EARLY HEARING DETECTION AND INTERVENTION VIRTUAL CONFERENCE
MARCH 2-5, 2021
(Virtually the same conference, without elevators, airplane tickets, or hotel room keys)
Award Winners 2011
2011 Award Winner
Congratulations to Jean Johnson! The 2011 winner of the Antonia Brancia Maxon Award for EHDI Excellence
Jean L. Johnson's career spans four decades, focusing throughout on all aspects of EHDI - early, hearing, detection, and intervention. Jean's first degrees were in Deaf Education and Audiology, later augmented with a master's and a doctorate in Public Health. Jean served the people of Guam as a clinician and chief public health officer, then the children of Hawaii as Project Coordinator of the Zero-to-Three Hawai'i Project. In that role Jean directed the statewide project to plan and implement early intervention services for infants, toddlers and their families. She worked with the Hawai'i Early Intervention Coordinating Council to develop policies for the provision of services and projections of cost and methods of financing such services. She drafted legislation for mandating early intervention services for the state and drafted the first state mandate for newborn hearing screening. In her current position with the Center on Disability Studies at the University of Hawaii, she continues to obtain competitive federal grants for special projects and administers and monitors grant performance. Across the decades, Jean has been honored with awards for Outstanding Services to the People of Guam, Outstanding Contributions to Early Intervention Services in the State of Hawaii and the Nation, advocacy for children and youth, advocacy for persons with disability, and many other awards including humanitarian and leadership awards from a variety of organizations. Jean began publishing her work in the 1980s and continues into the present.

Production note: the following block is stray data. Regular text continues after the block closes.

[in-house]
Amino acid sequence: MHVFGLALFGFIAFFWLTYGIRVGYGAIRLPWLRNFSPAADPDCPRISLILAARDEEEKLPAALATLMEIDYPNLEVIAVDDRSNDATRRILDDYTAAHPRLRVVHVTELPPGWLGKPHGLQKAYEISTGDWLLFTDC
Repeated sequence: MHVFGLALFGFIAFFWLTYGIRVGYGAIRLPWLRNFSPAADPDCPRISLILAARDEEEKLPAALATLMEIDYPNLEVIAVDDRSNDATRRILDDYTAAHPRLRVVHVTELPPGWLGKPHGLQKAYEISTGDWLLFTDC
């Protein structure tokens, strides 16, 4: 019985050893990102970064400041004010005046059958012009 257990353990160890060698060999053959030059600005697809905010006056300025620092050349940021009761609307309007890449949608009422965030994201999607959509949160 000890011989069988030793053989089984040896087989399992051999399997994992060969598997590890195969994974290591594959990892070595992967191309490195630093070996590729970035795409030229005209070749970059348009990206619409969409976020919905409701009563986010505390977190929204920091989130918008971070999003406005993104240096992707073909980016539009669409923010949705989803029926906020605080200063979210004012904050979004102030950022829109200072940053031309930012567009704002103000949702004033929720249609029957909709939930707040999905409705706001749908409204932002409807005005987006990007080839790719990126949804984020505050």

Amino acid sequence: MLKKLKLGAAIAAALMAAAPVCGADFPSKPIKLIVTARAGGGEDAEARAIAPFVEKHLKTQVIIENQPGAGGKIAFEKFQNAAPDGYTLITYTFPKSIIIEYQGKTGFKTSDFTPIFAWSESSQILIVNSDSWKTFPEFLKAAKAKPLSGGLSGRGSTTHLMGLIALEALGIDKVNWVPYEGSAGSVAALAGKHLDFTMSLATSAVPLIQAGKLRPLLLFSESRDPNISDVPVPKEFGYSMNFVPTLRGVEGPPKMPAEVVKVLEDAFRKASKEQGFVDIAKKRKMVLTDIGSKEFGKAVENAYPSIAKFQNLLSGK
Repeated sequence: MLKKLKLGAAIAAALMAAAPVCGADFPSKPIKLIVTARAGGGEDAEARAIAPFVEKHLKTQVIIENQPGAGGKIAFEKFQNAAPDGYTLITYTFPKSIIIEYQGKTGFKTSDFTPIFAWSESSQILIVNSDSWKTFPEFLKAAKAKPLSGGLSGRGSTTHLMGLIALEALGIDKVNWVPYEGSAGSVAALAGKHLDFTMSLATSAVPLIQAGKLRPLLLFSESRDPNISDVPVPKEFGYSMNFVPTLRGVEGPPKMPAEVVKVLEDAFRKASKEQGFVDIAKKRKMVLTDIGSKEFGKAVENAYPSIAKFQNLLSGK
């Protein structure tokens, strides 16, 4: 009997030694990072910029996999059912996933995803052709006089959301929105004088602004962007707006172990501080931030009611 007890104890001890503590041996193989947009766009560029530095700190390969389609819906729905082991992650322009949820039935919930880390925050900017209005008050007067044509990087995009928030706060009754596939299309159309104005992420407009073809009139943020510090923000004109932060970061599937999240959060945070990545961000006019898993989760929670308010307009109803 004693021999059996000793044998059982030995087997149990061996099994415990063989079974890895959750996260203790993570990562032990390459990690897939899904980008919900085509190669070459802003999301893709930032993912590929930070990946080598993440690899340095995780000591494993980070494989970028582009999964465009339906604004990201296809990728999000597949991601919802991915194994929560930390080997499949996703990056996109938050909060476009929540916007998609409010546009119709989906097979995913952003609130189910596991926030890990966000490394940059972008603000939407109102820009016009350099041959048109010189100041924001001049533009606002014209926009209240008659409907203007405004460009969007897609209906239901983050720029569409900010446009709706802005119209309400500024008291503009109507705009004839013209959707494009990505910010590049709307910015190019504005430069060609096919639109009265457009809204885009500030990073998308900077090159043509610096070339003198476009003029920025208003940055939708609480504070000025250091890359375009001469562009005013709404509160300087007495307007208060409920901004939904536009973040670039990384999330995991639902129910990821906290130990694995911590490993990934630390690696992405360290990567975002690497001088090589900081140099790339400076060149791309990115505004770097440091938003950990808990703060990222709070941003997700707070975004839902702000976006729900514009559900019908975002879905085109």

Beyond the sheer scope of her achievements, I'd like to speak to some of Jean's qualities that make her contributions "excellent." I had the privilege of meeting Jean in 2000 and working with her for about 5 years when she was the Prinicipal Investigator of a multi-center grant from the Association for Teachers of Preventive Medicine through the Centers for Disease Control. This time period is relatively brief in the span of her extensive career, but I am confident that my observations and experiences represent those of others. Jean surrounded herself with people who had skills or expertise she did not, thus assembling a team with multiple skills. Through telephone conference calls, email, and only an occasional meetings, she delegated work appropriately. She was organized and efficient. She was energetic and assertive - without being pushy. She made the most out of the project, presenting the data to a variety of different disciplines at 8 meetings in the United States, Europe and Asia. The project resulted in 5 publications and Jean recognized everyone's contribution with a list of authors that filled the title pages.
On a personal note, Jean encouraged all of us to follow her lead. She promoted younger people in the field through successful nomination of awards for their work. She befriended new colleagues by inviting them to her home and continued to support and encourage them. Because of Jean Johnson, many others of us have made contributions to EHDI that would not have happened otherwise.